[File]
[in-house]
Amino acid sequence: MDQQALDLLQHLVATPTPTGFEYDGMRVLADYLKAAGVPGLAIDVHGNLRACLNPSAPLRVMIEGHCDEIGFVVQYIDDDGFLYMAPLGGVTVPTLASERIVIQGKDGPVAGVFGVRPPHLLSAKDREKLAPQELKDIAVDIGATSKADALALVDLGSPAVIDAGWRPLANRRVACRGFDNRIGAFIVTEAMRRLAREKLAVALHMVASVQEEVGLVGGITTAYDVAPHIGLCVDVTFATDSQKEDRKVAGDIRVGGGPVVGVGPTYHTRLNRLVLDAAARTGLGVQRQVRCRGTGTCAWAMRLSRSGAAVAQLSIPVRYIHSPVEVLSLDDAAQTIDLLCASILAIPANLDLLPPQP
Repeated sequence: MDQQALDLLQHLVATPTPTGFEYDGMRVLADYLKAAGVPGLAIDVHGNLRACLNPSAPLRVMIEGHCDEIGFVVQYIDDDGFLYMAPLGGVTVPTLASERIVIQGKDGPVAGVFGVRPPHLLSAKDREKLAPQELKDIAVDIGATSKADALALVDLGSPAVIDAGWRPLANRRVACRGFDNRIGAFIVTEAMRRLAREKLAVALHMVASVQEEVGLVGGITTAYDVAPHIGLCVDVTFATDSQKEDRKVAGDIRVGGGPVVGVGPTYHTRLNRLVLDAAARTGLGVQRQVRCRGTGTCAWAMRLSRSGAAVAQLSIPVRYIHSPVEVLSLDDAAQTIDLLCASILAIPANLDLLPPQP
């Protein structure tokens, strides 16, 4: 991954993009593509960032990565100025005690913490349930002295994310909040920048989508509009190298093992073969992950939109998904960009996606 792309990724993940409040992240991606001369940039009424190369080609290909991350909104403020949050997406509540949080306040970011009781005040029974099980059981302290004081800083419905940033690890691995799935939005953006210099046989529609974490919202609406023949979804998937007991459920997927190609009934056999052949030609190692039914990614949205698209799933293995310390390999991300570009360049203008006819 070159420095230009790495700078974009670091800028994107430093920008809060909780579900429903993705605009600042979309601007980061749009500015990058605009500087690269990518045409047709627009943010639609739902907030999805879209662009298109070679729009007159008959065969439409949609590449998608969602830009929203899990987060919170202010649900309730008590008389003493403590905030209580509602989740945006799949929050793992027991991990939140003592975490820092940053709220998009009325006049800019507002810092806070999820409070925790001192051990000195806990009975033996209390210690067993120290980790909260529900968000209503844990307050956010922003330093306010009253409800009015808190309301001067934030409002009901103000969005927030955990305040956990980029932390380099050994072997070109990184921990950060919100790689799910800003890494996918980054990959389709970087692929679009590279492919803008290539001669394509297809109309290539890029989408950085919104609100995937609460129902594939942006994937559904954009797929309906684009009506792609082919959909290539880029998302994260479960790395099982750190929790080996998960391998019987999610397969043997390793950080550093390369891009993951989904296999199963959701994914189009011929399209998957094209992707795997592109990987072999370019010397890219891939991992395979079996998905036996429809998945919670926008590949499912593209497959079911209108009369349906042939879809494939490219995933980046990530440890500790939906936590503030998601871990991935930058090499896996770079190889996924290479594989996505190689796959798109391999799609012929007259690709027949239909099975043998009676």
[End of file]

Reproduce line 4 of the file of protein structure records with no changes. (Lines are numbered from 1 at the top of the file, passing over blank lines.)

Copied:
């Protein structure tokens, strides 16, 4: 991954993009593509960032990565100025005690913490349930002295994310909040920048989508509009190298093992073969992950939109998904960009996606 792309990724993940409040992240991606001369940039009424190369080609290909991350909104403020949050997406509540949080306040970011009781005040029974099980059981302290004081800083419905940033690890691995799935939005953006210099046989529609974490919202609406023949979804998937007991459920997927190609009934056999052949030609190692039914990614949205698209799933293995310390390999991300570009360049203008006819 070159420095230009790495700078974009670091800028994107430093920008809060909780579900429903993705605009600042979309601007980061749009500015990058605009500087690269990518045409047709627009943010639609739902907030999805879209662009298109070679729009007159008959065969439409949609590449998608969602830009929203899990987060919170202010649900309730008590008389003493403590905030209580509602989740945006799949929050793992027991991990939140003592975490820092940053709220998009009325006049800019507002810092806070999820409070925790001192051990000195806990009975033996209390210690067993120290980790909260529900968000209503844990307050956010922003330093306010009253409800009015808190309301001067934030409002009901103000969005927030955990305040956990980029932390380099050994072997070109990184921990950060919100790689799910800003890494996918980054990959389709970087692929679009590279492919803008290539001669394509297809109309290539890029989408950085919104609100995937609460129902594939942006994937559904954009797929309906684009009506792609082919959909290539880029998302994260479960790395099982750190929790080996998960391998019987999610397969043997390793950080550093390369891009993951989904296999199963959701994914189009011929399209998957094209992707795997592109990987072999370019010397890219891939991992395979079996998905036996429809998945919670926008590949499912593209497959079911209108009369349906042939879809494939490219995933980046990530440890500790939906936590503030998601871990991935930058090499896996770079190889996924290479594989996505190689796959798109391999799609012929007259690709027949239909099975043998009676």